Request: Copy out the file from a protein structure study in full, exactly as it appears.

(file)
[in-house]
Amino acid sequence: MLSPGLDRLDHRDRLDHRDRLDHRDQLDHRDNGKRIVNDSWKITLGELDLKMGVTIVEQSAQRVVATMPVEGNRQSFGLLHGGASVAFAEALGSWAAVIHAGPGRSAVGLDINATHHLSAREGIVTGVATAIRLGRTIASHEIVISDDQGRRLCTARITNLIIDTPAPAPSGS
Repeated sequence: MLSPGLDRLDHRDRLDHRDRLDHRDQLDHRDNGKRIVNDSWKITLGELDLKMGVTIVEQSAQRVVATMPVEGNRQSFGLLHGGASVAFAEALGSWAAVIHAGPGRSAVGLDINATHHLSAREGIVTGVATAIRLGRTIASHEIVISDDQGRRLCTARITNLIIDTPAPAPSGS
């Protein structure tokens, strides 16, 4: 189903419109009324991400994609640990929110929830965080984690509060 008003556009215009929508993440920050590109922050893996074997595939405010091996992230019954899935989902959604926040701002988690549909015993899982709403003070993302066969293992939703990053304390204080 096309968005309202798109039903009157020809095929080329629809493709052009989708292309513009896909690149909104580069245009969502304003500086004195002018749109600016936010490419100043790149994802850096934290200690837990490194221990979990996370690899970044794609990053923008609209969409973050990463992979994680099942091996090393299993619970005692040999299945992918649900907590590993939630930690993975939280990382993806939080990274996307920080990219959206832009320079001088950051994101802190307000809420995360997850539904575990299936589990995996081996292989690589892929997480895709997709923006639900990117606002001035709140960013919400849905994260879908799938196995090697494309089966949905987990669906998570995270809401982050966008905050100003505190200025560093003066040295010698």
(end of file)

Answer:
[in-house]
Amino acid sequence: MLSPGLDRLDHRDRLDHRDRLDHRDQLDHRDNGKRIVNDSWKITLGELDLKMGVTIVEQSAQRVVATMPVEGNRQSFGLLHGGASVAFAEALGSWAAVIHAGPGRSAVGLDINATHHLSAREGIVTGVATAIRLGRTIASHEIVISDDQGRRLCTARITNLIIDTPAPAPSGS
Repeated sequence: MLSPGLDRLDHRDRLDHRDRLDHRDQLDHRDNGKRIVNDSWKITLGELDLKMGVTIVEQSAQRVVATMPVEGNRQSFGLLHGGASVAFAEALGSWAAVIHAGPGRSAVGLDINATHHLSAREGIVTGVATAIRLGRTIASHEIVISDDQGRRLCTARITNLIIDTPAPAPSGS
């Protein structure tokens, strides 16, 4: 189903419109009324991400994609640990929110929830965080984690509060 008003556009215009929508993440920050590109922050893996074997595939405010091996992230019954899935989902959604926040701002988690549909015993899982709403003070993302066969293992939703990053304390204080 096309968005309202798109039903009157020809095929080329629809493709052009989708292309513009896909690149909104580069245009969502304003500086004195002018749109600016936010490419100043790149994802850096934290200690837990490194221990979990996370690899970044794609990053923008609209969409973050990463992979994680099942091996090393299993619970005692040999299945992918649900907590590993939630930690993975939280990382993806939080990274996307920080990219959206832009320079001088950051994101802190307000809420995360997850539904575990299936589990995996081996292989690589892929997480895709997709923006639900990117606002001035709140960013919400849905994260879908799938196995090697494309089966949905987990669906998570995270809401982050966008905050100003505190200025560093003066040295010698």